Each year, in the name of independence and freedom, I eat a burger, probably some chips, ohh definitely fruit salad and I enjoy fireworks. Ideally, I do this all beside the ocean or a lake among family and friends.

This year, I'm avoiding the masses, and thus Lake Michigan, as Adrian and I are hosting a bbq in the backyard, complete with patriotic cupcakes. (Check back later for those!)

And each year as I celebrate, we enjoy our freedom, without batting an eye. I think, perhaps, having been raised in communities, in states, in this country and within the families we have been so graciously blessed with, we fail to recognize that truly, freedom is a privilege. That is not to say that I believe it ought to be. I most certainly do not. I believe it ought to be an inherent right, something bestowed upon us at birth for the simple fact of having been born.

Unfortunately, I don't think this is the case for all of us.

Ironically, perhaps, this year I will be celebrating independence and freedom in a neighborhood which houses many undocumented immigrants. And we will celebrate within a country where, though we rely on their labor and their taxes (which, btw, my friends do in fact pay each year), we refuse to acknowledge them as contributors to the community.

By mere chance, I was born in this country to a middle class family in a rural town. Thus I am privileged. I never worried about food appearing on the table. Or whether I'd have shoes, which thankfully I did and have come to love. Nor did I worry about my father packing up to move to another country to have the means to put food on aforementioned table in his absence. I, indeed, have been privileged.

And while I acknowledge that I have been privileged, I must also acknowledge that others have not. I live in one of the wealthiest, most advanced countries in the world, in a time where most anything is possible. A time where you truly can be most anything you want with a bit of work and, perhaps, connections. And I am afforded those dreams, opportunities and connections because I was born into it. Not by anything that I've done, but because of the location and circumstance of my birth.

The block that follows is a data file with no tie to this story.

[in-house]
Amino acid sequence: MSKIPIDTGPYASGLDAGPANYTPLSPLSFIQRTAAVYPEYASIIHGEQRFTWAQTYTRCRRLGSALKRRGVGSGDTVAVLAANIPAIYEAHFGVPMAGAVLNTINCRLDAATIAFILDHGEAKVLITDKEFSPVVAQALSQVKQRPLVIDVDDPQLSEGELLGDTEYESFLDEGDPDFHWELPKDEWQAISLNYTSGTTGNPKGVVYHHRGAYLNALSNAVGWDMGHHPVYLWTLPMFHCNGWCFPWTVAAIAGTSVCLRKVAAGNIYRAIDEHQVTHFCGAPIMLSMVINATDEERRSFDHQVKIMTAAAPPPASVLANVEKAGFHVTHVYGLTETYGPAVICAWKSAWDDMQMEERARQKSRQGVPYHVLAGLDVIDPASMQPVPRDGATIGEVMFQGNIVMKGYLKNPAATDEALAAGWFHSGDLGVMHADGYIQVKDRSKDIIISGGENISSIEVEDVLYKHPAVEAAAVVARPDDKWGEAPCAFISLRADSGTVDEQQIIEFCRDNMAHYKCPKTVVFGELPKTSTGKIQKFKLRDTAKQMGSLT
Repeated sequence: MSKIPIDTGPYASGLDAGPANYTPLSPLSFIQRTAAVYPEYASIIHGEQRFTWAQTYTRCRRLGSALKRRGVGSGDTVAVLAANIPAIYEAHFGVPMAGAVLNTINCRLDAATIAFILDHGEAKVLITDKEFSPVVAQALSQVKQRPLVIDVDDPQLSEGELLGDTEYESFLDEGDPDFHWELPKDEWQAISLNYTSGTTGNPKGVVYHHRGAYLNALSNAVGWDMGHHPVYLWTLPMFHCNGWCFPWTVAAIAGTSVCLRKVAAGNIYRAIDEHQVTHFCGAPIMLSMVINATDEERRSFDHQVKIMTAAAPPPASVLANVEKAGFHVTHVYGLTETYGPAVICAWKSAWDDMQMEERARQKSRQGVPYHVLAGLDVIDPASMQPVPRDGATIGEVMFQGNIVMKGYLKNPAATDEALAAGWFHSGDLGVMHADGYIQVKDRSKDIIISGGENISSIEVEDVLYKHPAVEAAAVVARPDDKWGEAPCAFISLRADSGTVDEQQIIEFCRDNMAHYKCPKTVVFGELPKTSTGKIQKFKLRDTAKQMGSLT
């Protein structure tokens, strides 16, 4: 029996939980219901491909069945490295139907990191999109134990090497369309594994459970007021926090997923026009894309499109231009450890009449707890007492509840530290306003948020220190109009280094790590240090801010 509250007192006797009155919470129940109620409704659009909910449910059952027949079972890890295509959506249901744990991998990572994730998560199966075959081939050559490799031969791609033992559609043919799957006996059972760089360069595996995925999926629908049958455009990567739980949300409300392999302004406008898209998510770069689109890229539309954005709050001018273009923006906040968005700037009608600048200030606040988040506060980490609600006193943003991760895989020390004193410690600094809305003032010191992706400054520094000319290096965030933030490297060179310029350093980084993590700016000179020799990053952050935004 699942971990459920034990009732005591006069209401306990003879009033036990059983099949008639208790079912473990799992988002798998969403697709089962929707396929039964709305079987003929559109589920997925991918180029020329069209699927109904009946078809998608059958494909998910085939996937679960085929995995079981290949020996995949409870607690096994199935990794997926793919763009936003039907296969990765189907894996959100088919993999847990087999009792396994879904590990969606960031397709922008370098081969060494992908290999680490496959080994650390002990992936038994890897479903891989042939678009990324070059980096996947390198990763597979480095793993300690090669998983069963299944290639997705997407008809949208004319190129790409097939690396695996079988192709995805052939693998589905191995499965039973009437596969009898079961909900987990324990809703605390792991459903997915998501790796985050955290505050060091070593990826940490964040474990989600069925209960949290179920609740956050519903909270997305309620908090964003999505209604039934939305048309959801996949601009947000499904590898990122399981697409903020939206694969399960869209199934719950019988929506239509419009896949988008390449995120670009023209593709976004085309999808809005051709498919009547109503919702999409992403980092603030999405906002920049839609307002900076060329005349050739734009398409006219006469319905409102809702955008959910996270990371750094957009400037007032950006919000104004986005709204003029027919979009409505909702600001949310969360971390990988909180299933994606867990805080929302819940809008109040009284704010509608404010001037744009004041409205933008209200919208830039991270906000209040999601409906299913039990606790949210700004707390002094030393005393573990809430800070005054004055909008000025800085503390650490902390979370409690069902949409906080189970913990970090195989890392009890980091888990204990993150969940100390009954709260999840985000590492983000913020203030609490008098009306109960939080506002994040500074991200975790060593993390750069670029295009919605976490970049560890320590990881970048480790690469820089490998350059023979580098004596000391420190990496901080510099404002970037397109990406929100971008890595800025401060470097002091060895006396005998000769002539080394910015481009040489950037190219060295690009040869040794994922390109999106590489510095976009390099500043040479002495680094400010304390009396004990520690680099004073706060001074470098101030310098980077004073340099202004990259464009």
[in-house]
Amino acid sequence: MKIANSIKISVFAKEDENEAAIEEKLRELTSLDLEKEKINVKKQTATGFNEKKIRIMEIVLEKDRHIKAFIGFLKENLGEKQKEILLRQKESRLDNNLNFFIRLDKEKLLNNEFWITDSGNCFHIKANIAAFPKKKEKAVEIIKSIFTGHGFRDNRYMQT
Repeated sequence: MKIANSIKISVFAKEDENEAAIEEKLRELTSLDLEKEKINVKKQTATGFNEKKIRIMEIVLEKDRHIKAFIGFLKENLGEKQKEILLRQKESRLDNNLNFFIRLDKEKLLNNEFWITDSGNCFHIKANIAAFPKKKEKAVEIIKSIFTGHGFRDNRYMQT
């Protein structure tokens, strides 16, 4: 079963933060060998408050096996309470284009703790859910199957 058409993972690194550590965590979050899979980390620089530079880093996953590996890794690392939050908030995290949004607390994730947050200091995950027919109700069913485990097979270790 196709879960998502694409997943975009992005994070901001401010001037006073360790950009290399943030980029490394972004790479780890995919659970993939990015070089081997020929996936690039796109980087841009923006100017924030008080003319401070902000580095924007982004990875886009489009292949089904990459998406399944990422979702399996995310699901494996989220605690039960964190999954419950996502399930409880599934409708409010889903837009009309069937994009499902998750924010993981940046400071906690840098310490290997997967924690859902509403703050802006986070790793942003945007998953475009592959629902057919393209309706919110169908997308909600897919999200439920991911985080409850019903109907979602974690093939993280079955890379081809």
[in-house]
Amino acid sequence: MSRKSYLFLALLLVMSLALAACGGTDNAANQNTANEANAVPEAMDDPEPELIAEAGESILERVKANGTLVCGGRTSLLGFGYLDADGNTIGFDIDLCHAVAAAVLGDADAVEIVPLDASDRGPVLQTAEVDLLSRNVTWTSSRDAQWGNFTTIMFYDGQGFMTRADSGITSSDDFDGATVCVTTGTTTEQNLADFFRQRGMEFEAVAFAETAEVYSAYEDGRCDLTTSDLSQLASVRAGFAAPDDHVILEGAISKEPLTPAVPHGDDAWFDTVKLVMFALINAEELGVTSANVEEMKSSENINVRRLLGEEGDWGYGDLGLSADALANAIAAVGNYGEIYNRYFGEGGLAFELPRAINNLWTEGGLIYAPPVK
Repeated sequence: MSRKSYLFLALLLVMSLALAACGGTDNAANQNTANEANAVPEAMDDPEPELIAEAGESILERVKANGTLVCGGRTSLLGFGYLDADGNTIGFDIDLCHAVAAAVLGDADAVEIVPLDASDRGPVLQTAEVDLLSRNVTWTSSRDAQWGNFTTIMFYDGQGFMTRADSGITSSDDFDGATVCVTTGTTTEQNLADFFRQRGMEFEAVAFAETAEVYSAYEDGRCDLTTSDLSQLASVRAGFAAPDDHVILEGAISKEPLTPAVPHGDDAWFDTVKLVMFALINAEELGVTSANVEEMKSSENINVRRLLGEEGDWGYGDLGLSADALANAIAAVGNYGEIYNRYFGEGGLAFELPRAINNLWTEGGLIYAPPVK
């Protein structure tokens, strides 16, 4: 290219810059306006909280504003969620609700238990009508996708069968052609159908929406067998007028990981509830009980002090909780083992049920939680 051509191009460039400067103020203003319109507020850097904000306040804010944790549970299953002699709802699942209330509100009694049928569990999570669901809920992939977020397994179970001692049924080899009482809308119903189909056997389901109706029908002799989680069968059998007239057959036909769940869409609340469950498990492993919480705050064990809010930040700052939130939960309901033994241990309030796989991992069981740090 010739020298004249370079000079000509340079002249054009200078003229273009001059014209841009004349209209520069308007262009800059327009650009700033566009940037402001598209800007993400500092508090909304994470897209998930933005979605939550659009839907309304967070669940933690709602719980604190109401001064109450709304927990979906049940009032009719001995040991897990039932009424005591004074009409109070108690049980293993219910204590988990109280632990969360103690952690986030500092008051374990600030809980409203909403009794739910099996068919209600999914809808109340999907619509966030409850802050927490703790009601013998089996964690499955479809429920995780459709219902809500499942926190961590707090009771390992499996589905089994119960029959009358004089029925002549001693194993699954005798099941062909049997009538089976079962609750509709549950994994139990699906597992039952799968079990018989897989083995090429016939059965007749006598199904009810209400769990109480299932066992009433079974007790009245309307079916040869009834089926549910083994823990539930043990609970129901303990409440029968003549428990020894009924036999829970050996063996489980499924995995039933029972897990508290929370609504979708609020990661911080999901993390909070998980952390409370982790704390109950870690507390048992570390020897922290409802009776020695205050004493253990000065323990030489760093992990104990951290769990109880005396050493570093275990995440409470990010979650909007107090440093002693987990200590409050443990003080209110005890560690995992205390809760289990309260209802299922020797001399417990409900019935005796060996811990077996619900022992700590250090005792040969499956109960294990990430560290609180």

Where I have been granted freedom by my circumstance and thus am required to nothing to neither deserve it nor preserve it, others must prove themselves worthy. Rarely have I met any undocumented person who deserves citizenship any less than I do. Often I find the very opposite.

In a country full of resources, even in the midst of a recession, I often wonder how it could be that we are without the resources to grant those who have not been born to privilege and who work much harder than me for it, the freedom to work and contribute without the consequent fear and hiding. Perhaps if we, the people, and the lawmakers personally knew a few more of these immigrants, we might come to admire their work ethic and their refusal to give in, to fatigue, to failure, to the powers that be. The ones I know work long (and often odd) hours in physically grueling work that I would never deign to do, while still finding the time and energy, miraculously, to come to English classes. Often after an overnight shift. I tire after just teaching them for four hours a day.

So on this, the fourth of July, my friends, my students, they celebrate a country that, perhaps begrudgingly and often unwillingly, presents them the opportunity to do the one thing they always hoped to do: put food on the table and offer their children something better than what they've survived.

After the fireworks have burnt out and the hamburgers and hotdogs have been eaten, is there nothing more quintessentially fourth of July than the hope of freedom for a better future?

Give me your tired, your poor, 
Your huddled masses yearning to breathe free,
The wretched refuse of your teeming shore.
Send these, the homeless, the tempest-tossed to me,
I lift my lamp beside the golden door!
-Emma Lazarus 

Happy 4th, my friends. To those born into freedom and to those who still yearn for it.